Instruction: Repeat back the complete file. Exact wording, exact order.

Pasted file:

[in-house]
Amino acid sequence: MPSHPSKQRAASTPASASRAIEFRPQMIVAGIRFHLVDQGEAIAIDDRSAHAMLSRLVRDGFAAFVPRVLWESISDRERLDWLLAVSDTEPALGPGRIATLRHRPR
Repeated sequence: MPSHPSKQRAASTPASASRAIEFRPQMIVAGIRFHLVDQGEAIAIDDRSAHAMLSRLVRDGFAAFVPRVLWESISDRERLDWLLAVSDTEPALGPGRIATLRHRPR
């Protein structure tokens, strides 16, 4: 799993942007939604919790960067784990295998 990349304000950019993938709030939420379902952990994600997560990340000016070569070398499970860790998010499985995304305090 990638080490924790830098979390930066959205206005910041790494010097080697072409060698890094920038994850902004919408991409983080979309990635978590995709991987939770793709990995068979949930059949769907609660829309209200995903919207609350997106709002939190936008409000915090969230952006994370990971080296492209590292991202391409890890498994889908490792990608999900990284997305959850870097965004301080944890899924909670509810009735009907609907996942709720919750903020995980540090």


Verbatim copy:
[in-house]
Amino acid sequence: MPSHPSKQRAASTPASASRAIEFRPQMIVAGIRFHLVDQGEAIAIDDRSAHAMLSRLVRDGFAAFVPRVLWESISDRERLDWLLAVSDTEPALGPGRIATLRHRPR
Repeated sequence: MPSHPSKQRAASTPASASRAIEFRPQMIVAGIRFHLVDQGEAIAIDDRSAHAMLSRLVRDGFAAFVPRVLWESISDRERLDWLLAVSDTEPALGPGRIATLRHRPR
């Protein structure tokens, strides 16, 4: 799993942007939604919790960067784990295998 990349304000950019993938709030939420379902952990994600997560990340000016070569070398499970860790998010499985995304305090 990638080490924790830098979390930066959205206005910041790494010097080697072409060698890094920038994850902004919408991409983080979309990635978590995709991987939770793709990995068979949930059949769907609660829309209200995903919207609350997106709002939190936008409000915090969230952006994370990971080296492209590292991202391409890890498994889908490792990608999900990284997305959850870097965004301080944890899924909670509810009735009907609907996942709720919750903020995980540090």